The prints are 7" x 9" in size, printed on A4 Museo Silver Rag Fine Art Photo Paper.
The have been printed signed and numbered by Bruce.

when the light draws you nearer

We all need an element of mystery in our lives, whether it is through books, music or art. Mystery is a space in which we can lose ourselves and conjure up our own personal thoughts and feelings. It is a place-holder, a space that no one can dictate to us what we should be thinking or feeling. It is ours to own.

I remember reading an article by the late Galen Rowell (he died in 2001 before the digital revolution really took off) describing a day when we would have so much control over our images that we may be too obsessed by having detail right down in to the deepest of tones in our work. His concern, if I remember rightly, was that many images would lose any sense of mystery. As he pointed out in his article, humans have always seen mystery in darkness or areas of the landscape were it is impossible to define shape or detail. Our primal instincts tell us that dark places can be full of unknown dangers and that we must be careful. I think that when we look at images where there are lots of dark tones, with almost no definition, we tap into that primal instinct.

I really love playing around with the full tonal register available to me. Sometimes my images are deliberately very bright while other times the images are consciously very very dark. It's something I feel I'm still learning to flex my visual muscle with, but at the back of it, is Galen Rowell's article from 2000 reminding me that shadows convey mystery.

Something new in the familiar

I've often felt that the biggest limiting factor in my own photography - is myself. It's not the scenery, it's not the weather - it's me.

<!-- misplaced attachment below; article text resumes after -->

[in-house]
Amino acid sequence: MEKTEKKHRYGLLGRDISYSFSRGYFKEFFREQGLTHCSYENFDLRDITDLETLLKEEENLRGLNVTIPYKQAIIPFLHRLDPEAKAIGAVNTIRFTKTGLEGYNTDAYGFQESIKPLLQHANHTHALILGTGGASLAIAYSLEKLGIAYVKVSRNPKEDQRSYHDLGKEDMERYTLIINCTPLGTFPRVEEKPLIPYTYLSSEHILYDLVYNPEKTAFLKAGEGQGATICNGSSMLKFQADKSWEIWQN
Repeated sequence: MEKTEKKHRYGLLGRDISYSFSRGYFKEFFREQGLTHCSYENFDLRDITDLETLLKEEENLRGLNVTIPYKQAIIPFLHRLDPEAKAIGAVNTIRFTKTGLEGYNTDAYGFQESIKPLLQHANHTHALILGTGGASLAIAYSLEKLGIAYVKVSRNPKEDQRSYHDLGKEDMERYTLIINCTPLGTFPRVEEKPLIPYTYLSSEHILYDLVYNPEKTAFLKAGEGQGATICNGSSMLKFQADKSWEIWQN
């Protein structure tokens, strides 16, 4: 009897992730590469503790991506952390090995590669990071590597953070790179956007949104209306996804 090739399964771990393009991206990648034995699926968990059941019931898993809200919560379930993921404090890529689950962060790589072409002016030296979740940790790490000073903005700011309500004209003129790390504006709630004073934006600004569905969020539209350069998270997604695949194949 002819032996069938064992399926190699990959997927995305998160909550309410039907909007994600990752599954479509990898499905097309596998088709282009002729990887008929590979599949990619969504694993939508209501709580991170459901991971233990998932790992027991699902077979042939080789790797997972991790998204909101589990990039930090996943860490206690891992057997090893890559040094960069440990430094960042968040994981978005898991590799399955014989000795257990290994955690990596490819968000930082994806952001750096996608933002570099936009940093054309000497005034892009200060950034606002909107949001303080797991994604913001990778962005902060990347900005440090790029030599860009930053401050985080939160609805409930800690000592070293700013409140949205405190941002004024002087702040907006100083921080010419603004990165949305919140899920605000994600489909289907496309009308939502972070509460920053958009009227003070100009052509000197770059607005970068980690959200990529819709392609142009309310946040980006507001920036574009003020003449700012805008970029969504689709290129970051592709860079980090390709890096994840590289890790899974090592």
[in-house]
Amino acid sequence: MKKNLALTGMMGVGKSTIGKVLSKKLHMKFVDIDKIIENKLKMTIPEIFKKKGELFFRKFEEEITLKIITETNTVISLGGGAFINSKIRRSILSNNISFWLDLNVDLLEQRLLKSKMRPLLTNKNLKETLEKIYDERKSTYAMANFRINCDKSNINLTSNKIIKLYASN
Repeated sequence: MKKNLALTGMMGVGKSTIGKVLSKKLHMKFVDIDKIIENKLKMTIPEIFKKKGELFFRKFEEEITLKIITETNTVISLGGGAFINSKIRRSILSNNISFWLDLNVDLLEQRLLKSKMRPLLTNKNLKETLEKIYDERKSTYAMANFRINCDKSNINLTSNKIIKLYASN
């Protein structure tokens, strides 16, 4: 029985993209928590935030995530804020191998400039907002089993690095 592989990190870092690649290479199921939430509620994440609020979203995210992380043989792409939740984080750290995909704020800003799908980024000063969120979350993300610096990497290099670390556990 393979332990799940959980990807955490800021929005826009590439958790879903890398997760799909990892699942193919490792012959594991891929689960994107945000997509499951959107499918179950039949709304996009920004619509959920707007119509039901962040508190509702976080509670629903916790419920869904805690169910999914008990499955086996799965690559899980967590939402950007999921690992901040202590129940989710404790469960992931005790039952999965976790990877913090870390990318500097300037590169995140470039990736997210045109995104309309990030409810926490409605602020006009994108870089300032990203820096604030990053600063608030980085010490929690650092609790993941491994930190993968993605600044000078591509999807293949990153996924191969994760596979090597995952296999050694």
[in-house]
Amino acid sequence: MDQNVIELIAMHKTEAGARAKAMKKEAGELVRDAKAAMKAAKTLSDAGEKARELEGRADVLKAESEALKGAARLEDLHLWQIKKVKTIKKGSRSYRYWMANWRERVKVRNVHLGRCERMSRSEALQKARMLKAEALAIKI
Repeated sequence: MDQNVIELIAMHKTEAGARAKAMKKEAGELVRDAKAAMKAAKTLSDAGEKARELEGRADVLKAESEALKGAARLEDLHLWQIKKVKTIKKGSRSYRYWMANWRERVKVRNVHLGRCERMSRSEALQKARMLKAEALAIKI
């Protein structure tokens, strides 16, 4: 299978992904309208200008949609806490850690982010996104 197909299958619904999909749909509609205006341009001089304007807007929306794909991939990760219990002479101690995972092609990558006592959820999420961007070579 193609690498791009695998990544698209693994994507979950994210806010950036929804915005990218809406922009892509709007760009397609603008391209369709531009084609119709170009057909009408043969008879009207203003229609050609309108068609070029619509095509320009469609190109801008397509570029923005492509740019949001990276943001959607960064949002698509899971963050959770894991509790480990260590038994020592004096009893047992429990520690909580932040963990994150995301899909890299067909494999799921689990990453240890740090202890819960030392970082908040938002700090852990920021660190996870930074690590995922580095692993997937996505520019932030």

Isle of Harris November 2016, Lumix GX1 (I use a small Lumix GX 1 for composition illustration purposes during my workshops)  Image © Bruce Percy

Isle of Harris November 2016, Lumix GX1
(I use a small Lumix GX 1 for composition illustration purposes during my workshops) 
Image © Bruce Percy

This is not a post about putting myself down. It's more a recognition that if something isn't working in the landscape, it's unlikely that it's the landscape's fault, but rather my own limitations to 'see' something beyond my own prejudices.

How often have you heard someone, or yourself say 'it wasn't happening today', or 'there's nothing here'. These kinds of statements say more about us than they do about the landscape, even though the language infers that the landscape didn't provide. A better statement to hear is 'I didn't see anything' or 'I find this place difficult'. With these statements we at least indicate that the problem lies within us, not the landscape. But they still have a degree of suggestion that the landscape may not be providing what we want. And there is the rub. 

Having to get past our own prejudices requires us to accept ourselves. We must see our own blindness, and we must also recognise that it is *never* the landscape's fault. It is our own.